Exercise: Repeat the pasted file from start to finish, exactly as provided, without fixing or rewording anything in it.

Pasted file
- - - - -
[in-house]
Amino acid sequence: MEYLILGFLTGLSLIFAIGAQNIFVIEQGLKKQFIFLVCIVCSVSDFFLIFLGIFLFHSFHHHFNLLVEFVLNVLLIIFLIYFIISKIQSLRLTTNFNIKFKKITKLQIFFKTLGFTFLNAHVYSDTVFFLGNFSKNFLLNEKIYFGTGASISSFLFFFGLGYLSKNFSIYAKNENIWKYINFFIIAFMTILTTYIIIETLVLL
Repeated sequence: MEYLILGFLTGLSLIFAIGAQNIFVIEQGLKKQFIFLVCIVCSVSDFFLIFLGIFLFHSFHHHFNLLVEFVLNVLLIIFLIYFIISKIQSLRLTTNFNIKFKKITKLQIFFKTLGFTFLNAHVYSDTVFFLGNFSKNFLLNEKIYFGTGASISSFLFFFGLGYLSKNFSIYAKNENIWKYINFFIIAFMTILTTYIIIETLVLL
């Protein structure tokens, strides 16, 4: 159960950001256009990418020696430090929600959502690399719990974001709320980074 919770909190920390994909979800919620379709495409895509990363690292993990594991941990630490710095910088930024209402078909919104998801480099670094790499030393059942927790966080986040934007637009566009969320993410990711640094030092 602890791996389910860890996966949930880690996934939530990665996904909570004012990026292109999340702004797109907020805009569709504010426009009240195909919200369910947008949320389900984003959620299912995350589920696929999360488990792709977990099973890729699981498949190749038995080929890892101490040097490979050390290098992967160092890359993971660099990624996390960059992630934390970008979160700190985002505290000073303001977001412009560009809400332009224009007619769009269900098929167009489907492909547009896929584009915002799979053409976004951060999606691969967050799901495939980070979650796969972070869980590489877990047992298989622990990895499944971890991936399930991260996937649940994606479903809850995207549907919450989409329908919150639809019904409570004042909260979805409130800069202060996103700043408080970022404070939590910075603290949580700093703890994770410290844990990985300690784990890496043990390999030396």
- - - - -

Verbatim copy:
[in-house]
Amino acid sequence: MEYLILGFLTGLSLIFAIGAQNIFVIEQGLKKQFIFLVCIVCSVSDFFLIFLGIFLFHSFHHHFNLLVEFVLNVLLIIFLIYFIISKIQSLRLTTNFNIKFKKITKLQIFFKTLGFTFLNAHVYSDTVFFLGNFSKNFLLNEKIYFGTGASISSFLFFFGLGYLSKNFSIYAKNENIWKYINFFIIAFMTILTTYIIIETLVLL
Repeated sequence: MEYLILGFLTGLSLIFAIGAQNIFVIEQGLKKQFIFLVCIVCSVSDFFLIFLGIFLFHSFHHHFNLLVEFVLNVLLIIFLIYFIISKIQSLRLTTNFNIKFKKITKLQIFFKTLGFTFLNAHVYSDTVFFLGNFSKNFLLNEKIYFGTGASISSFLFFFGLGYLSKNFSIYAKNENIWKYINFFIIAFMTILTTYIIIETLVLL
């Protein structure tokens, strides 16, 4: 159960950001256009990418020696430090929600959502690399719990974001709320980074 919770909190920390994909979800919620379709495409895509990363690292993990594991941990630490710095910088930024209402078909919104998801480099670094790499030393059942927790966080986040934007637009566009969320993410990711640094030092 602890791996389910860890996966949930880690996934939530990665996904909570004012990026292109999340702004797109907020805009569709504010426009009240195909919200369910947008949320389900984003959620299912995350589920696929999360488990792709977990099973890729699981498949190749038995080929890892101490040097490979050390290098992967160092890359993971660099990624996390960059992630934390970008979160700190985002505290000073303001977001412009560009809400332009224009007619769009269900098929167009489907492909547009896929584009915002799979053409976004951060999606691969967050799901495939980070979650796969972070869980590489877990047992298989622990990895499944971890991936399930991260996937649940994606479903809850995207549907919450989409329908919150639809019904409570004042909260979805409130800069202060996103700043408080970022404070939590910075603290949580700093703890994770410290844990990985300690784990890496043990390999030396």